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Published November 13th, 2019
PG&E equipment the cause of Lafayette Tennis Club fire
Lafayette Tennis Club a total loss after Oct. 27 wildfire Photo Nick Marnell

Major fires the last Sunday of October pushed the Contra Costa County Fire Protection District to its limits and caused the evacuation of thousands of residents in Lafayette, all part of possibly the busiest day in the fire district's history.
"We faced an historic and massive challenge Oct. 27, the likes of which we have not encountered before and one that could have turned out much differently in loss of property and even life," ConFire Chief Lewis Broschard said.
ConFire responded to 28 incidents in Lafayette that day, with the major event the 6-acre grass fire that destroyed the Lafayette Tennis Club along the south side of Camino Diablo. "You could tell by the voices on the dispatch that this was big," Capt. Jeff Landis said. "When I arrived on the scene I thought, `This looks like a video I saw of the Oakland Hills fire.'"
Wind gusts up to 34 mph impeded the firefighting efforts, as did a large PG&E power pole lying across Camino Diablo. "We did not have great access because of that pole. Camino Diablo was cut off. The tennis club was completely involved, so we checked to see that no other structures were in danger," Battalion Chief Dominic Ciotola said.
"It was very chaotic," Landis said. "Neighbors were fearing that the fire was headed their way. If the fire had gone up the hill to Springbrook, it would have really taken off." Lafayette Police Chief Ben Alldritt said that some 2,400 Lafayette residents were evacuated that day, mostly from Springbrook and others from an offshoot fire south of Highway 24, near Pleasant Hill Road and Condit Road.
Fifty-six units responded to the Lafayette fire, aided by an early morning ConFire decision to hold all firefighters scheduled to go off shift that day. As a result, ConFire was able to deploy, in addition to normal staffing, a total of six fire engines, 15 wildland engines, two auxiliary support units, 14 command personnel and five support personnel. The remain-in-place order was given for the first time in the history of the district.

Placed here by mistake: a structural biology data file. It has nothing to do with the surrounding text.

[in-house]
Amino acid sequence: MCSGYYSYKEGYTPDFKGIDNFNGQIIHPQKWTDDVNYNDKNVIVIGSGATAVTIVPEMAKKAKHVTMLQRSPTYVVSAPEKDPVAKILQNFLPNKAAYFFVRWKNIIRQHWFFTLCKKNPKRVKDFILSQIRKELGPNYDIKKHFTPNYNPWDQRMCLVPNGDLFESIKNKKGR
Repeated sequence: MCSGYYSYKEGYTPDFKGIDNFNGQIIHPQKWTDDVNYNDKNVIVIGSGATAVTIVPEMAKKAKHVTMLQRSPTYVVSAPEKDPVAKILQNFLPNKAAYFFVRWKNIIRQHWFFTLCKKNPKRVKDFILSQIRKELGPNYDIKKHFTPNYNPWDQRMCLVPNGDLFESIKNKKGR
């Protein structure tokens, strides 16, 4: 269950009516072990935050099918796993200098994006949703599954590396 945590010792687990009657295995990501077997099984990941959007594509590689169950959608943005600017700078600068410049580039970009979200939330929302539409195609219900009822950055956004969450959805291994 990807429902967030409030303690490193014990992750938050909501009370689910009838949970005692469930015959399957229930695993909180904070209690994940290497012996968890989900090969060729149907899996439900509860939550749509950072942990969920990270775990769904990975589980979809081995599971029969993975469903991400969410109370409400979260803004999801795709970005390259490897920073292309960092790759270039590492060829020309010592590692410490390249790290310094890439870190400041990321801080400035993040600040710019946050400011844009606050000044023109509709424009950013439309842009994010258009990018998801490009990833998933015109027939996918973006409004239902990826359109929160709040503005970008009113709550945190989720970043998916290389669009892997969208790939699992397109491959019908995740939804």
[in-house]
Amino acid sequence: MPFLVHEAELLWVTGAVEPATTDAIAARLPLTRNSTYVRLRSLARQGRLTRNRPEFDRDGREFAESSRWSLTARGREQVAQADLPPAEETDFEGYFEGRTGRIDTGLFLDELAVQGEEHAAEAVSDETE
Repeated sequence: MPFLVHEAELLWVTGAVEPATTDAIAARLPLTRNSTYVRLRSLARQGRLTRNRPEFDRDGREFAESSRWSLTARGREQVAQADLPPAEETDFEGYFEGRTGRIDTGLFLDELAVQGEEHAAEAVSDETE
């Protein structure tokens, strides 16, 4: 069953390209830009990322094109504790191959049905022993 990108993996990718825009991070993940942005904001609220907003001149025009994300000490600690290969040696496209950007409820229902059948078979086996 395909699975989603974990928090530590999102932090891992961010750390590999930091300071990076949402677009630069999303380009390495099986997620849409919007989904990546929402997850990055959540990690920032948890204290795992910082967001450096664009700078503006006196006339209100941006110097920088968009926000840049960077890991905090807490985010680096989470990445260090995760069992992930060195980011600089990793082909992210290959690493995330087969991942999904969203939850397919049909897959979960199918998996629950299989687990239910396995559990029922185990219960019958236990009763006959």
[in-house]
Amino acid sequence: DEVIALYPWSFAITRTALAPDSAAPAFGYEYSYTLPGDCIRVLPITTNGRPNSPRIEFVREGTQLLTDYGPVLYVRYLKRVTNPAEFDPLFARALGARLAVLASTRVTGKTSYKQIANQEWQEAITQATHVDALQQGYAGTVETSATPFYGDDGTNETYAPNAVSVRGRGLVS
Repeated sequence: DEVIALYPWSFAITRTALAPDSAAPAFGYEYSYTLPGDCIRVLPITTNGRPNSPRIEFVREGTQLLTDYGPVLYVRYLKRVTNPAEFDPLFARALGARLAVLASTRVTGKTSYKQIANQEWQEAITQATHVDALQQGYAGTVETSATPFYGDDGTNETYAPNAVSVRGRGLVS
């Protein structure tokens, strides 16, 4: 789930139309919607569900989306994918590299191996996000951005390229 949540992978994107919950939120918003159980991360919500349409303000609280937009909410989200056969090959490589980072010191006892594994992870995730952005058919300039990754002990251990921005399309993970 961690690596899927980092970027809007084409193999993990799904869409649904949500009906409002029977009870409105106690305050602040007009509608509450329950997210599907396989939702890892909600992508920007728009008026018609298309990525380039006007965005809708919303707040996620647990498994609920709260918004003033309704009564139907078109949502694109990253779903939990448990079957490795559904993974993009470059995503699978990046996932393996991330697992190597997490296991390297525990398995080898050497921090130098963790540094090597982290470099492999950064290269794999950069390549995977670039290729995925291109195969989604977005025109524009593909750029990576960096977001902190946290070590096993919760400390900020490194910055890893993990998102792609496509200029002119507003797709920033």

Investigators determined that the downed PG&E power pole was the cause of the tennis club fire. A witness told an investigator that she was traveling on Camino Diablo and heard a loud "firecracker sound" and saw the transformer at the top of the power pole explode. "She saw sparks and flames coming from the transformer falling to the surrounding area and the pole toppled over to the ground," according to the district investigative report.
The fires were contained by mid-afternoon, no one was injured and damage to the tennis club was estimated at $800,000. "If it had not been for the excellent weed abatement immediately adjacent to the downed pole, there is little doubt that, like the tennis club to the west, these structures would have been lost," ConFire spokesman Steve Hill said.

Fallen PG&E utility pole lies across Camino Diablo, just east of the tennis club. Courtesy ConFire

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